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Prison Inmates Get Voices Heard Through Choir

Becca Shall, courtesy of Cathy Roma
Cathy Roma directs a choir performance in Cincinnati.

UBUNTU choir is a group of men who are prisoners at the Madison Correctional Institution in London, a few minutes outside Columbus. The choir’s been recording its first album—and one prisoner is the composer of many of the songs. 

Dr. Cathy Roma, a longtime Yellow Springs resident, is the Director of the UBUNTU choir. She visits Madison Correctional at least twice a month, and has worked on multiple other prison choir projects since she started working with people in prisons.

“I am an activist, an artist and I guess I'm an academic too. In that order probably!” says Roma. She’s been involved with prisons since 1990, when she taught college level courses to help inmates get their degrees. The government stopped issuing degrees for inmates in 1997. An arts program began and that’s when Dr. Roma created her first prison choir, UMOJA.

“There are people in the prisons who wanna contribute back, they've made, sometimes, huge mistakes,” says Roma. “Some people are in there for nonviolent drug crimes, so they're not violent people. The bottom line is that these incarcerated men and women have something to contribute to society.”

Eddie Robertson is one of the inmates that Cathy Roma works close with. He’s a tall, older man and clearly a respected inmate amongst his peers. He says he’s a big fan of Motown, Stevie Wonder and Sweet Honey in the Rock, among other influences.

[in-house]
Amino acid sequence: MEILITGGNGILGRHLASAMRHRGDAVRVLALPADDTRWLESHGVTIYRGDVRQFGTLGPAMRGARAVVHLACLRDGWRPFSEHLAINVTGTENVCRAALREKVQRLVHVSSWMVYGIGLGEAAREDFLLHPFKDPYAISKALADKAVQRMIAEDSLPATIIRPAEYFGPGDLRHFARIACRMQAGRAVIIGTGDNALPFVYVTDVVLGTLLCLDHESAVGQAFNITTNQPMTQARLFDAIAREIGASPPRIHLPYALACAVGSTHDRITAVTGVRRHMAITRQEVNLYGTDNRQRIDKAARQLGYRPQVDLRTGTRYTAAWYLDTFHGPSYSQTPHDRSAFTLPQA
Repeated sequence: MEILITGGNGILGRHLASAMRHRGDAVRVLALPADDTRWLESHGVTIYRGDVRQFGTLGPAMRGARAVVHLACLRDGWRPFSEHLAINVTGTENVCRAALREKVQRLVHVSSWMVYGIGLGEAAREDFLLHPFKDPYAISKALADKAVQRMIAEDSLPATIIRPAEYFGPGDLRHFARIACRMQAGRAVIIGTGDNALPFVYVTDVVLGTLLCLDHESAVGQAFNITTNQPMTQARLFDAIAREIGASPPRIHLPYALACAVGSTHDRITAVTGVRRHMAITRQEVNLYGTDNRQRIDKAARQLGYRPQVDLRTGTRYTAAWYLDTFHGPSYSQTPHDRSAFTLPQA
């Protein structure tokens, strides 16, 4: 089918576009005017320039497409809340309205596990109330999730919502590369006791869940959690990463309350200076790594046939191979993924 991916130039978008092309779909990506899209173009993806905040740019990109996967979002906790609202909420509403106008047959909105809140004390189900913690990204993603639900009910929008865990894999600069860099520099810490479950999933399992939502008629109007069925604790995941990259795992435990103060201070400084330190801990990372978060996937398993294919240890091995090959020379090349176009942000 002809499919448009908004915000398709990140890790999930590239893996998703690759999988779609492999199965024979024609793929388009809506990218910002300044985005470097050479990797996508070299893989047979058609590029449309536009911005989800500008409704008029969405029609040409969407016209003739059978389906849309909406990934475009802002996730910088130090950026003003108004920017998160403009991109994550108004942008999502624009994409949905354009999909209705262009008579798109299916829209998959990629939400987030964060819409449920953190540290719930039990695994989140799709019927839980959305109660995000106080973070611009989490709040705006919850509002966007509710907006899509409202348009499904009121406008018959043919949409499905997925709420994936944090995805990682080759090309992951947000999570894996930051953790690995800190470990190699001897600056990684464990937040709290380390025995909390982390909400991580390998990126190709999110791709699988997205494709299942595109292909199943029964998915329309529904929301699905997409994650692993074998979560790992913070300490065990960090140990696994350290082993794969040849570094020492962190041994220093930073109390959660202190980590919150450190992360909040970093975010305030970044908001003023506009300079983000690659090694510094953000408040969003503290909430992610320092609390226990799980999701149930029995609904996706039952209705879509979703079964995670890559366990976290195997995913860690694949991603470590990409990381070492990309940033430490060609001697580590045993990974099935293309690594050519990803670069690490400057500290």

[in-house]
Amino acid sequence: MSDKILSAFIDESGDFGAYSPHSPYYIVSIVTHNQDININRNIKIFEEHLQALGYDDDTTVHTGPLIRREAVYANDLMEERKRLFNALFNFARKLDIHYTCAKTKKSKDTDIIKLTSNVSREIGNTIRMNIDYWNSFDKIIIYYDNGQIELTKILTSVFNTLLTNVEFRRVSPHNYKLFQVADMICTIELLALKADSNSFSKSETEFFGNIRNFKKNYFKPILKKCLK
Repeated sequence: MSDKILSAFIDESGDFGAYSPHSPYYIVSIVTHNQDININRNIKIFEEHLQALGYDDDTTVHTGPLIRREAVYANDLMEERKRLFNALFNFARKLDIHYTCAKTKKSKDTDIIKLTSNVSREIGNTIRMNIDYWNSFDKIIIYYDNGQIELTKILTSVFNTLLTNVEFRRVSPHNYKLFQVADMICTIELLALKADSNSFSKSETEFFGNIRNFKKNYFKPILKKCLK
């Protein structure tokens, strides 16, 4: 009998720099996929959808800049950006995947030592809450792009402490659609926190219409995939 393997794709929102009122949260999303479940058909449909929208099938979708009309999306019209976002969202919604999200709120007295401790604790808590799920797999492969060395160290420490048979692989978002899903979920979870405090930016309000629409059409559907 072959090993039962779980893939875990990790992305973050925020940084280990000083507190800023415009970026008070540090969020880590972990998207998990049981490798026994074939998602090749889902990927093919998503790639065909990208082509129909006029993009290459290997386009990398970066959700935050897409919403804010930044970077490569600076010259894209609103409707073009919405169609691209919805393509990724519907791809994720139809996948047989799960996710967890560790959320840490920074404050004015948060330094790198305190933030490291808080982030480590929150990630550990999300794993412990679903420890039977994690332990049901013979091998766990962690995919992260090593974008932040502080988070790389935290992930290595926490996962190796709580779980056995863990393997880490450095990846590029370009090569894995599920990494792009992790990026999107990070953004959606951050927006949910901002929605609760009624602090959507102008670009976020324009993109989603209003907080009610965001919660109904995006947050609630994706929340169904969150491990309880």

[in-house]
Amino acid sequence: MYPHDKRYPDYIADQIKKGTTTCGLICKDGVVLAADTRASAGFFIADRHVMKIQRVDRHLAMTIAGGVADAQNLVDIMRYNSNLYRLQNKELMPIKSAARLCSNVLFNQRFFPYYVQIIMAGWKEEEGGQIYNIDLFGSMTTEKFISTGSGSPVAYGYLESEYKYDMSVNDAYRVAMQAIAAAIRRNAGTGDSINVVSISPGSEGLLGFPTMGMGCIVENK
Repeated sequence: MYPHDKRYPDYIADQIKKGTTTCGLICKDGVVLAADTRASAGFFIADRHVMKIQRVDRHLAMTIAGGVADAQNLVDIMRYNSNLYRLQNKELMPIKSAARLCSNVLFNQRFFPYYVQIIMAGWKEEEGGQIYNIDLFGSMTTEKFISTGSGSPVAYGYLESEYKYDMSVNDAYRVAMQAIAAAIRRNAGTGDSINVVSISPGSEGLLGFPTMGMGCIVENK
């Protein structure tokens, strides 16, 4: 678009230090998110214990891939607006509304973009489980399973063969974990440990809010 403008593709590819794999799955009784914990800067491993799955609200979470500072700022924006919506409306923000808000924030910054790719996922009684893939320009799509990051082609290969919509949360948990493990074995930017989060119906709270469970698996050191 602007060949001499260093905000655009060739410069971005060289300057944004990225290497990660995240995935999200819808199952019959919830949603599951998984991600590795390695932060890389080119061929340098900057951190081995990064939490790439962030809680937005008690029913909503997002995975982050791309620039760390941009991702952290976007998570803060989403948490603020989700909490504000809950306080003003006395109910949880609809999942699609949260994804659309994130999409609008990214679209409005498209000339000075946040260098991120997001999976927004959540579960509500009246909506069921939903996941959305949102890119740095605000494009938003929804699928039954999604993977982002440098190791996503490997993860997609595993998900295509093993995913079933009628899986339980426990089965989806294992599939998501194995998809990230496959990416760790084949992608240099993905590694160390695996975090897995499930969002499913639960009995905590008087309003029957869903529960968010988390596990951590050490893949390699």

Robertson grew up in Dayton and has been incarcerated since 1989, but he has been writing music since he was a kid.

“My role here is I sing in the tenor section and I write some of the original compositions that we do,” Robertson says. “It's easy to write because I get inspiration from everything around me, from friends, my family who's been very supportive of me during the time I've been locked up.”

Robertson estimates he’s written about 25 songs for Dr. Roma’s choirs, and with her help, his music can go from a hummed tune into a song with studio instruments to accompany.

Roma explains: “We get a little recording and then I give it to a friend of mine and he transcribes the piece into a piece of paper. Then the next step is a take that raw recording and the printed page and I send to another friend...he works with a synthesizer and he is an amazing orchestrator.”

Roma directs the choir, but with a lot of help from Robertson. The group of about 30 men rehearses in the prison’s chapel, lined up according to voice range.

Robertson stands in the front near Roma’s piano during rehearsals, and solos in a lot of the songs. Roma fine tunes the harmony and pronunciations, while Robertson makes sure that the song stays true to his original vision.

Cathy Roma has always had her choirs sing spirituals, which are important in African American communities.

“The pieces the men are writing, to me, are new spirituals,” Roma says. “They are the 21st and 20th century pieces that capture the same qualities and elements and text. So here are men who are incarcerated, it's a racialized form of control and out of that comes these amazing pieces that are full of transformative elements.”

Robertson credits Roma for influencing his style and subject matter—and, for seeing what life is like on the inside. “Dr. Roma and her wisdom, she's pretty tuned into what we go through in prison and what we need to help us get through each day,” he says. “And that's ubuntu, ya know, togetherness, love, watching out for each other.”

The UBUNTU choir’s first album, “Begin to Love: Building a Bridge of Unity,” was recorded inside Madison Correctional in December 2015, and will be released this spring. Proceeds for the album will go to a charity involved in hunger, domestic violence or re-entry support, and chosen by the choir members.